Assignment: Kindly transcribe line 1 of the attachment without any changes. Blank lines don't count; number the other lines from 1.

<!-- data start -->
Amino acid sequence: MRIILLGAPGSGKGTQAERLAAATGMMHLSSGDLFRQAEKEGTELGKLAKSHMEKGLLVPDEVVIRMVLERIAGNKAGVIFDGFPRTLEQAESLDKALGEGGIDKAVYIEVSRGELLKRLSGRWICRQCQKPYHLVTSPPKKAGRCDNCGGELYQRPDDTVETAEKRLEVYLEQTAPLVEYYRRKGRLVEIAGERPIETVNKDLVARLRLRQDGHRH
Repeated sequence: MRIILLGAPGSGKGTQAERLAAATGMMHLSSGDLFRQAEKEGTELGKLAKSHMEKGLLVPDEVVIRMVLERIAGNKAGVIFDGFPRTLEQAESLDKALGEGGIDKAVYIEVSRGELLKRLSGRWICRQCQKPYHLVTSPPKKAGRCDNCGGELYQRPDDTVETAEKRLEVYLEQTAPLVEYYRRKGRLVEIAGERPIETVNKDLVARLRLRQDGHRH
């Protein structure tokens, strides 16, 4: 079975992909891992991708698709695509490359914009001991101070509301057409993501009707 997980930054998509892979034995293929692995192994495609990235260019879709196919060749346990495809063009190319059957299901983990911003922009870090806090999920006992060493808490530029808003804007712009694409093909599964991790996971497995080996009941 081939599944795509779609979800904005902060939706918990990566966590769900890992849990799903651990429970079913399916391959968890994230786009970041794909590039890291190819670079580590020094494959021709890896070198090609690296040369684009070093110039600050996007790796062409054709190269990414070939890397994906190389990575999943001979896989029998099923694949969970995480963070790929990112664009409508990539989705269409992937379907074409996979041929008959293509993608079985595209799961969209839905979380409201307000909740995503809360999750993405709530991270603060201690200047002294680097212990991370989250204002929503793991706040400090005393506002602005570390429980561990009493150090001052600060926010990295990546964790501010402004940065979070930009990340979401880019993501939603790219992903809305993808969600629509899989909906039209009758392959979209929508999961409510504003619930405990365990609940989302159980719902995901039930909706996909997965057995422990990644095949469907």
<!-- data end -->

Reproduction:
Amino acid sequence: MRIILLGAPGSGKGTQAERLAAATGMMHLSSGDLFRQAEKEGTELGKLAKSHMEKGLLVPDEVVIRMVLERIAGNKAGVIFDGFPRTLEQAESLDKALGEGGIDKAVYIEVSRGELLKRLSGRWICRQCQKPYHLVTSPPKKAGRCDNCGGELYQRPDDTVETAEKRLEVYLEQTAPLVEYYRRKGRLVEIAGERPIETVNKDLVARLRLRQDGHRH